Austin-via-Alabama songwriter Caroline Sallee aka Caroline Says has premiered her second album, No Fool Like An Old Fool, via Stereogum prior to its release Friday, 16 March on Western Vinyl, writing; “[Caroline Says] exists in a sonic universe nearby Yo La Tengo’s quieter, more contemplative work, Grizzly Bear’s most placid lullabies, the Clientele’s sighing twilight guitar balladry, My Morning Jacket’s languid Americana, and Broadcast’s futurist metropolitan psych.”
Sallee recorded No Fool Like An Old Fool while simultaneously working three jobs – finding the time was no easy task and her living situation didn’t make it any easier. Caroline explains, “I lived in a disgusting mildewed basement apartment that was like living in a gross cave. My landlords were a crazy old couple that lived above me and it was like living inside of a drum. I could hear their footsteps and their dog’s footsteps and a lot of the time it just sounded like they were throwing things on their floor. It was so hard to find a perfectly quiet time to record. I recorded all my loud stuff (amped guitar, drums) during the day and had to do quieter stuff, like vocals, late at night.” The hurdles she navigated to record naturally led to ad hoc recording techniques, and endless sonic experimentation, often leading to her use of the computer as an instrument. She remarks, “I did a lot of recording in a state of exhaustion from working so much. I was so worn down that these songs were able to just come through.”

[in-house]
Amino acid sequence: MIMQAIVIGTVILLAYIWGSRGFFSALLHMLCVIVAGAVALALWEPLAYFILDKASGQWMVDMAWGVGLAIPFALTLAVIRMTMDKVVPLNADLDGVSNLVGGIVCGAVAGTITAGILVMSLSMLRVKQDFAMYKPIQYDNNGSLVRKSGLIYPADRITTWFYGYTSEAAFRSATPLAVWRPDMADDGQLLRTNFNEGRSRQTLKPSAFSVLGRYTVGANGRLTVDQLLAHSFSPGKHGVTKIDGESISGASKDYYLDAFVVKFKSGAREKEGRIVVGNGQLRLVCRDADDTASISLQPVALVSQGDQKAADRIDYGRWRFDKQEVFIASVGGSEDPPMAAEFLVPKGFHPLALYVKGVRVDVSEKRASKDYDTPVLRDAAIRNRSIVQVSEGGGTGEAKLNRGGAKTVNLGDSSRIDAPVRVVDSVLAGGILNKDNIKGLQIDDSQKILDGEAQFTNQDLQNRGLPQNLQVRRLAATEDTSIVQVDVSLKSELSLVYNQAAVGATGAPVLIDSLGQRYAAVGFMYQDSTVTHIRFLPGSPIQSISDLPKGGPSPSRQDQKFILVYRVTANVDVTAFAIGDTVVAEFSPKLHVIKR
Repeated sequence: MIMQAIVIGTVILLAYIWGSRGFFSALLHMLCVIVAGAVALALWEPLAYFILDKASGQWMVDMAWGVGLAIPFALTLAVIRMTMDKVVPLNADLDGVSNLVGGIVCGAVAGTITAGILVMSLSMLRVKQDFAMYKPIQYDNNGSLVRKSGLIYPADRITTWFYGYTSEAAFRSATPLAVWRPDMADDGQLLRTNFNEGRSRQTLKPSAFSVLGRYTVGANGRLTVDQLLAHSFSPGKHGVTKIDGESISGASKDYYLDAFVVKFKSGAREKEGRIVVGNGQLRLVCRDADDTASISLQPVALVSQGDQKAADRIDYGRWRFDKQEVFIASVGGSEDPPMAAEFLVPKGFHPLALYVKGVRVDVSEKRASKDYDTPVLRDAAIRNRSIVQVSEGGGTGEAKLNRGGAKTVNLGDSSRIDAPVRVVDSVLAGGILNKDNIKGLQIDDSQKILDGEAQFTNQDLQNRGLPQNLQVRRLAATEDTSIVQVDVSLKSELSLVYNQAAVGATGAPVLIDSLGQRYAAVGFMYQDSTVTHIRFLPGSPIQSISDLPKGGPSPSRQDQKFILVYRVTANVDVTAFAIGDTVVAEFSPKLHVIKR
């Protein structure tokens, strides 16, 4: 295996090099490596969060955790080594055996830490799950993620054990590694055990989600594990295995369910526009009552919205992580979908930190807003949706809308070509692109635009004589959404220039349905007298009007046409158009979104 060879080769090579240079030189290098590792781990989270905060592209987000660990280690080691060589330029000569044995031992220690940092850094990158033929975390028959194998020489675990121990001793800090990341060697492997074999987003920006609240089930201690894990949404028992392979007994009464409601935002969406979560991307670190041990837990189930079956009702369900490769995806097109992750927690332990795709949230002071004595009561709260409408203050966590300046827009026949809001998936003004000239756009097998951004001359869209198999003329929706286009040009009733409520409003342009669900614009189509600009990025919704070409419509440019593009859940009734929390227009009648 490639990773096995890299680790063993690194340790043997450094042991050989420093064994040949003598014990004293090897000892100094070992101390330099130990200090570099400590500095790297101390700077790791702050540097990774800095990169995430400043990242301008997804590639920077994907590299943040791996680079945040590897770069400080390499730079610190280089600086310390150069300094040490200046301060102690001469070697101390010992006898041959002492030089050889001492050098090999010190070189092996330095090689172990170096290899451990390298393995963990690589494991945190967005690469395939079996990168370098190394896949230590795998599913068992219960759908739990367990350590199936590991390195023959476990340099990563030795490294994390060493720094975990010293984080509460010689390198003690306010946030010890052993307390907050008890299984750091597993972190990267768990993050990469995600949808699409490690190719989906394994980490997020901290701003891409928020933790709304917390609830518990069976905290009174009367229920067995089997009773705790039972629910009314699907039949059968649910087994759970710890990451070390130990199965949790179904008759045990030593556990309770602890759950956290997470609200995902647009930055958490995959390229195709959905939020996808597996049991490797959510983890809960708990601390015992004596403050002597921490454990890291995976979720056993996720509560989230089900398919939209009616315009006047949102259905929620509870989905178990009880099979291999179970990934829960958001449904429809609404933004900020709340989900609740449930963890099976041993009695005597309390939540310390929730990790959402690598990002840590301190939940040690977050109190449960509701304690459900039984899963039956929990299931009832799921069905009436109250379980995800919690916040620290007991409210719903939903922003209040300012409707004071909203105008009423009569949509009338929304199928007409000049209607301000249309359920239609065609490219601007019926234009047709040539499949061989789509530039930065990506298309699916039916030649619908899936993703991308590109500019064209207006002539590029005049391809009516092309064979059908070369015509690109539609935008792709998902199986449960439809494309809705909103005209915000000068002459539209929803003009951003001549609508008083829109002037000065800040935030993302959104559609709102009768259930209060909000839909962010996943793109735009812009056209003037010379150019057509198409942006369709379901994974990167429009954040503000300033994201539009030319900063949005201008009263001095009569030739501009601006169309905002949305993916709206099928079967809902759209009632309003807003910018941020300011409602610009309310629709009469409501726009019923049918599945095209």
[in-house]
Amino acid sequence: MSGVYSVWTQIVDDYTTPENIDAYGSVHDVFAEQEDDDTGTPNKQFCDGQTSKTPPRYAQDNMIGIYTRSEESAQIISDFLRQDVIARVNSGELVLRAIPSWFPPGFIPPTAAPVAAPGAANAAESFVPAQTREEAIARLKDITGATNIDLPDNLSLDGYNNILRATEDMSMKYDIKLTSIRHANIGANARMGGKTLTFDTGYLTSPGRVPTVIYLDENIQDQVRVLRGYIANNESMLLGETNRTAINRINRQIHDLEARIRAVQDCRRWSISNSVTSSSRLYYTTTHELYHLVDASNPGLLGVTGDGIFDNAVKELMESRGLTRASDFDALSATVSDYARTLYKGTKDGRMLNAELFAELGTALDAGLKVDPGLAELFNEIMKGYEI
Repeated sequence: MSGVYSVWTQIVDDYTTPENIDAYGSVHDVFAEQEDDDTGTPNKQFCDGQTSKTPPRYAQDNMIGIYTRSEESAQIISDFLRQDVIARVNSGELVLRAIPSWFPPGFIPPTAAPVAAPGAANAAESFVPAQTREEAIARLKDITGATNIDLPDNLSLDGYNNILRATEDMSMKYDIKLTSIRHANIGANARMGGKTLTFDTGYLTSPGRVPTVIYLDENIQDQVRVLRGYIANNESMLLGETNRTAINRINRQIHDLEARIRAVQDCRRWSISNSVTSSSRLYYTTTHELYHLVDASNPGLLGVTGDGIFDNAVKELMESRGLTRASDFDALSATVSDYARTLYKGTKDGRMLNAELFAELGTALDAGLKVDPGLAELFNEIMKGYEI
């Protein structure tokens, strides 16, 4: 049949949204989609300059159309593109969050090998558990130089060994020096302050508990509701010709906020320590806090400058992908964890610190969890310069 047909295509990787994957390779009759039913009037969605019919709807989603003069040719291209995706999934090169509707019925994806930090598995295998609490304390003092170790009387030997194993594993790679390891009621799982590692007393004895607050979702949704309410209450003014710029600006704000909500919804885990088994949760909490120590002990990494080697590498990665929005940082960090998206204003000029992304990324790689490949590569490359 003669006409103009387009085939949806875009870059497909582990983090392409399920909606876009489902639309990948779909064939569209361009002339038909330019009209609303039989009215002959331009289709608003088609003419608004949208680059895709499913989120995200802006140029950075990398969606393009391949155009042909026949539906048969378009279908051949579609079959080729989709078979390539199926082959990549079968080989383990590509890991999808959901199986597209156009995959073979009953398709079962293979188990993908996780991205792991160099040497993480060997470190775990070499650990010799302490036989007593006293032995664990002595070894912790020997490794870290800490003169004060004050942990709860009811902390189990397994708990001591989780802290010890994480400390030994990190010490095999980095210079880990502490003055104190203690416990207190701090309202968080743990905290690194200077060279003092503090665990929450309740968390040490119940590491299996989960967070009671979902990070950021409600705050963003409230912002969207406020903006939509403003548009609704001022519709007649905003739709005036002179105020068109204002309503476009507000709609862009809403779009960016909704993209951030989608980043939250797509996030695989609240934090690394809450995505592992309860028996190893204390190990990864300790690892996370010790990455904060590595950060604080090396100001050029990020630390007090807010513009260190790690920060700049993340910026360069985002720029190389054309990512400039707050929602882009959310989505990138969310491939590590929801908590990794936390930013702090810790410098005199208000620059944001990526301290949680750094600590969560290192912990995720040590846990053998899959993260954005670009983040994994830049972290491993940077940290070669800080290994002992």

The first few notes of the Daniel Rossen-esque opener “First Song” dutifully establishes the surreal and slightly tragic tone of longing maintained throughout the album. The curiously upturning melodies ride out on a rich ambient texture before “Sweet Home Alabama” cuts the fog with a crackling 60’s soul loop that’s charming and catchy enough to induce a cathartic laugh from the listener. The brightness fades with the frosty and propulsive “A Good Thief Steals Clean,” which features lyrics inspired by the 1971 film ‘Panic in Needle Park’ and the idea of being in love with a heroin addict. “I tend to write from the perspectives of characters in dark situations, even though my songs may sound bright,” Sallee notes of her alluring juxtaposition of sunny production and grim lyrics. She employs this dynamic again on “Rip Off,” a frenetically percussive song with lyrics inspired by an NPR story about a young Iraqi man who was killed in an ISIS bombing just before moving to New York City to become a professional dancer. Inspired by Terrence Malick’s ‘Badlands’ and Bruce Springsteen’s Nebraska, the song “Black Hole” features multi-voice harmonies sung from the perspective of 50’s spree killer Charles Starkweather.
No Fool Like An Old Fool is a fine soundtrack for a kind of liminal state… honest in its weariness, glad to be done with the day, carrying itself into tomorrow with a bleary-eyed sense of wonder and hope for the future.
03/10 – Austin, TX @ Hotel Vegas (8p, SX Soundcheck)
03/11 – Austin, TX @ Hotel Vegas (9p, Hot Burrito Boogie)
03/13 – Austin, TX @ Cheer Up Charlie’s (12:45p, Gorilla vs. Bear/Winspear)
03/13 – Austin, TX @ The Volstead at Hotel Vegas (8:30p, ATH vs. SOTO Showdown)
03/16 – Austin, TX @ Buffalo Billiards (4p, 101x)
03/16 – Austin, TX @ Schulz Beer (7:30p, Austin Monthly)